Cheap Seed Starting Table Plans

Free woodworking plans to build a small seed starting bench with lights or that can be placed in front of a south facing window.

Starting seeds indoors is fun and can save a lot of money. You also will have greater options on varieties that may not be available as plants locally.

This seed starting bench can be built for about $25 not including lights and is very sturdy. It can hold 2 1020 trays on each shelf for a total of 4 trays.

The height is right to fit in front of a window and benefit from good southern exposure to reduce the amount of time you need to have your lights on the top shelf. Here's a partially completed one I built out of some scrap lumber I had available from another project. I made some improvements to the plan which you can follow.

 You can use it with one or two 48" shop lights as grow lights. I'm currently only using 1 light. Most seeds don't need light to germinate. The way I use it is start with two trays for my tomatoes, eggplants and peppers on the top tray with a heating mat under them to speed germination. When the seedlings emerge I turn on the light for the top trays. About a month later I start my squash, zucchini, melons, etc on the lower shelf with the heat mat. By the time those later seedlings have germinated my tomatoes, eggplants and peppers have been transplanted to larger pots and moved outside. I then move those squash/melon trays up to the top shelf where they can get sun and artificial light.

What You'll Need


(2) 2x2 8' long furring strips
(2) 1x3 8' long furring strips
(1) 10' long 1/2" EMT conduit
(4) 1/2" EMT conduit straps
(2) S Hooks
(2) Screw Hooks
(4) 3/4" Pulleys
(4) 2-1/2" Cord Cleats
about 18' of 1/8" braided nylon cord 
Anti-Tip Straps


Kreg Pocket Hole Jig
Miter Saw
Tubing Cutter
3/8" Spacer

Cut List

(4) 35" 2x2 Legs
(8) 8-3/4" 2x2 Shelf Supports (Measure and cut these after building the frame)
(8) 5" 2x2 Shelf Corner Brackets
(4) 47" 1x3 Long Side Rails
(4) 8" 1x3 Short Side Rails

Cut Plan

Don't cut the 8-3/4" Shelf Supports until after you've assembled the legs and side rails in case you need to make adjustments to the cuts. If your window sills are a different height than mine you may want to adjust the height of your legs to bring the top of the table up to where it will get the most light through your windows.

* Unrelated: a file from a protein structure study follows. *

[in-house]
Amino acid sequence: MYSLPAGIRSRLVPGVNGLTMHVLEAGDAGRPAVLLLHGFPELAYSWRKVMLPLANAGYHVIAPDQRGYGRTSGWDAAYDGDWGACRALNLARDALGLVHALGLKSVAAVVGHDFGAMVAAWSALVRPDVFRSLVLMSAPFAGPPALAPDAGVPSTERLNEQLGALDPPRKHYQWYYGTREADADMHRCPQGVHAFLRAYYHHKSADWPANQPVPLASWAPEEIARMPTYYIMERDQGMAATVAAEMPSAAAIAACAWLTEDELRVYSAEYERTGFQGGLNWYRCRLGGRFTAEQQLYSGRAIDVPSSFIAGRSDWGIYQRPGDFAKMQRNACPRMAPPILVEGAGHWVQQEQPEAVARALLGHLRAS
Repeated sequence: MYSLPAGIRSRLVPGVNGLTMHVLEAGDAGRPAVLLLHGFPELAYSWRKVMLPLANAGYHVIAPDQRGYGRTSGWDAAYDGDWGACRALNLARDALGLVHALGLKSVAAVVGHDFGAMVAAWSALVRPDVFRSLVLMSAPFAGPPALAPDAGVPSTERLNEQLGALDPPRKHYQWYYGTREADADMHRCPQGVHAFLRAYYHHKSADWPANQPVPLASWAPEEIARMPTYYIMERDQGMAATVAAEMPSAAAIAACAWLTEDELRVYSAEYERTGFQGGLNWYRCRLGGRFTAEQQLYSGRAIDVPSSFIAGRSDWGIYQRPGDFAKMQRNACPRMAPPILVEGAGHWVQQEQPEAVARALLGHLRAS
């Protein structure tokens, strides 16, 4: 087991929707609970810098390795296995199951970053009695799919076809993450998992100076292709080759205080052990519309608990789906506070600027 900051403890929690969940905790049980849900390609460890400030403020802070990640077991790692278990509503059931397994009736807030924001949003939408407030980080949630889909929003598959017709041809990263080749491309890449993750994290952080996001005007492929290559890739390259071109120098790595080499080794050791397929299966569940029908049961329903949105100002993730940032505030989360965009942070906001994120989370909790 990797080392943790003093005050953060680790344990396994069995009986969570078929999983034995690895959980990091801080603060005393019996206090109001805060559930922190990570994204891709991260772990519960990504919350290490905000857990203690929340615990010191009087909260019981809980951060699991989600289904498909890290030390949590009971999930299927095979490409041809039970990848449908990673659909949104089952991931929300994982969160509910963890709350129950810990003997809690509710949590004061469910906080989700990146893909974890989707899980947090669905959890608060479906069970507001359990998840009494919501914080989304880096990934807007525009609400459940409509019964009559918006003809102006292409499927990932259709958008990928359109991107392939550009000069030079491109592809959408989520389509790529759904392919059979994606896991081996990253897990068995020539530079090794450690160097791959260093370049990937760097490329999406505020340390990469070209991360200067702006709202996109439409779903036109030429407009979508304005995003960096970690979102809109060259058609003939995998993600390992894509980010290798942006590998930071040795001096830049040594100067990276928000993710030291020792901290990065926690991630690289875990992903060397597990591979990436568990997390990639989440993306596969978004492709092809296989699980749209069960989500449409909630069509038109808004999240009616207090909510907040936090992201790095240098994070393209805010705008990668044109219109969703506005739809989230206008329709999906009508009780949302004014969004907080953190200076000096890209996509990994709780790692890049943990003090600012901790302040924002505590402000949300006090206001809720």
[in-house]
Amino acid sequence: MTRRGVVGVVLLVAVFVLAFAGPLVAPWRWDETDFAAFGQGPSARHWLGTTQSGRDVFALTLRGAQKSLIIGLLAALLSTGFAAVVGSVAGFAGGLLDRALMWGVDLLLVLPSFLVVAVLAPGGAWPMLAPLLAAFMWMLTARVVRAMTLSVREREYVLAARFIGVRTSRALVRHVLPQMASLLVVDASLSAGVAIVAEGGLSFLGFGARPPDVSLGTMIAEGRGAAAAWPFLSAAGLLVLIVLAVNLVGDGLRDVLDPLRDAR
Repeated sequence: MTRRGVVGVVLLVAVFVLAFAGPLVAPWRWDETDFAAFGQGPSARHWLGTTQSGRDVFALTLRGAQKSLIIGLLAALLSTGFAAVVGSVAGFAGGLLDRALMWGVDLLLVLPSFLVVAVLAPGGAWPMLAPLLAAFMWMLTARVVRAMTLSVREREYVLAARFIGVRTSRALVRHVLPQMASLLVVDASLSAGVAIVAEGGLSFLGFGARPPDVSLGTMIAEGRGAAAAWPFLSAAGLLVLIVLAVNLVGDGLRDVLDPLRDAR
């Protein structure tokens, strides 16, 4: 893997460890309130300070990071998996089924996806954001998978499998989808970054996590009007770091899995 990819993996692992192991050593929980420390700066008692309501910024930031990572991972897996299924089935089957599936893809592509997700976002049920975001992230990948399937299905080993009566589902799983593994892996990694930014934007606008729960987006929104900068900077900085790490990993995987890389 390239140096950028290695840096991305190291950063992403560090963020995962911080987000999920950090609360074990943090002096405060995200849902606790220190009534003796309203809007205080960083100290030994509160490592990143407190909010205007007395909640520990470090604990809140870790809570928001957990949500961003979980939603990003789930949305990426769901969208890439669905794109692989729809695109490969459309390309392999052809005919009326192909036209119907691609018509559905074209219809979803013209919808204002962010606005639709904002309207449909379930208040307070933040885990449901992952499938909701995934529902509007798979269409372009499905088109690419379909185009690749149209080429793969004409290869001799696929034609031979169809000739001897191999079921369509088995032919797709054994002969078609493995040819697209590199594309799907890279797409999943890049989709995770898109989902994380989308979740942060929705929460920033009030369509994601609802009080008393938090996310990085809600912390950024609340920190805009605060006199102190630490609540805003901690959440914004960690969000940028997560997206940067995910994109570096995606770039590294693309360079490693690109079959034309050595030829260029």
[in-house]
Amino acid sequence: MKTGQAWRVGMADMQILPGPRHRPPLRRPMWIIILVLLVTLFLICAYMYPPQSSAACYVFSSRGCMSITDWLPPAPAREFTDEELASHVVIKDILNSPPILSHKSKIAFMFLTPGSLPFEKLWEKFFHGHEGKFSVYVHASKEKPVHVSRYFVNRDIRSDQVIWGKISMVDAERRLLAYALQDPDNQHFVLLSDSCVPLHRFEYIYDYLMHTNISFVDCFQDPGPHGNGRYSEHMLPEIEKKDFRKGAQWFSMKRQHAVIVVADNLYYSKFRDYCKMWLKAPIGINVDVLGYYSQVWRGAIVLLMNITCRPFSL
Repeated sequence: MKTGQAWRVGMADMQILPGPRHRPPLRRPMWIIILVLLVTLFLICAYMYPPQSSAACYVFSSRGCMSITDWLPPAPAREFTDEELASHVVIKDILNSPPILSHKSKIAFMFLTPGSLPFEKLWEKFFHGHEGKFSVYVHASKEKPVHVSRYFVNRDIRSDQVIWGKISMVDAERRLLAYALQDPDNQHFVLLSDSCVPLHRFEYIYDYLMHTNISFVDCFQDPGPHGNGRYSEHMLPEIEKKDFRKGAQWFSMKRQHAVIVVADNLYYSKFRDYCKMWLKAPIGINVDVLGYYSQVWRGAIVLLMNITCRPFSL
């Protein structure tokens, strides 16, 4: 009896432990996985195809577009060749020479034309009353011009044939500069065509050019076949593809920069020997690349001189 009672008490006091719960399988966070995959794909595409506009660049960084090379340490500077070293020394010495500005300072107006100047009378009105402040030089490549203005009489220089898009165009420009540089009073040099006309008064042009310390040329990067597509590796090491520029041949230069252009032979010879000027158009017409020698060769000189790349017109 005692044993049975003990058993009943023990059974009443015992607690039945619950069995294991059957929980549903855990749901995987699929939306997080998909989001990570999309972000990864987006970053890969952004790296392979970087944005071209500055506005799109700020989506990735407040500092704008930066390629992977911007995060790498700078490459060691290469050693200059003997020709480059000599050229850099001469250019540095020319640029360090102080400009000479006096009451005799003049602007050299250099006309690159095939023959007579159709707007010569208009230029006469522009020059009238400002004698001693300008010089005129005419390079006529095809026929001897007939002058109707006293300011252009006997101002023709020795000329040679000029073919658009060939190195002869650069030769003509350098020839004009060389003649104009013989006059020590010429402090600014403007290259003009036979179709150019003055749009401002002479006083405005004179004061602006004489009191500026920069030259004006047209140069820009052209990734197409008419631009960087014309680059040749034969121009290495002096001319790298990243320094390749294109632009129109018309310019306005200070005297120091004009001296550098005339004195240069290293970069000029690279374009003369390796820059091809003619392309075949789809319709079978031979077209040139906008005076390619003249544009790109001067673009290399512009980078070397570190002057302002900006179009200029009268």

Make sure your cuts are square and the lengths match so you wind up with a square bench. It's best to use a miter saw with some sort of stops so all the cuts are the same length were necessary. If you don't have a miter saw or a friend that can make the cuts for you I've had good experience in the past having lumber cut to size at Home Depot. Don't know if they can cut the angled pieces and the quality of the cutting is going to vary based on the skill of the person doing the cutting at your local store.

Step 1: Assemble Legs and Short Side Rails

Start by creating two leg assemblies each consisting of 2 legs and 2 Short Side Rails. One side rail will be flush with the top of the legs, the other will be positioned 6.5" up from the bottom of the legs.

To place the Short Side Rails (3/4" thickness) in the middle of the 2x2 legs (1-1/2" thickness) you need to place a 3/8" spacer underneath the Short Side Rails. (See Tile Top Plant Table Plans for more details.)

Use 4 pocket screws in the back of each Short Side Rail to attach to the legs. Before screwing it together, make sure everything fits together well and is square. When you're happy that everything fits right, apply wood glue to the ends of the Short Side Rail pieces then clamp back together and drive the 1-1/4" pocket screws on the Short Side Rails. Once the screws are in you can remove the clamps to use on the other side.

Step 2: Join Leg Assemblies

The two leg assemblies you made in step 1 will now be joined using the Long Side Rails. The set up is similar to the leg assemblies with the Long Side Rails sitting on 3/8" spacers.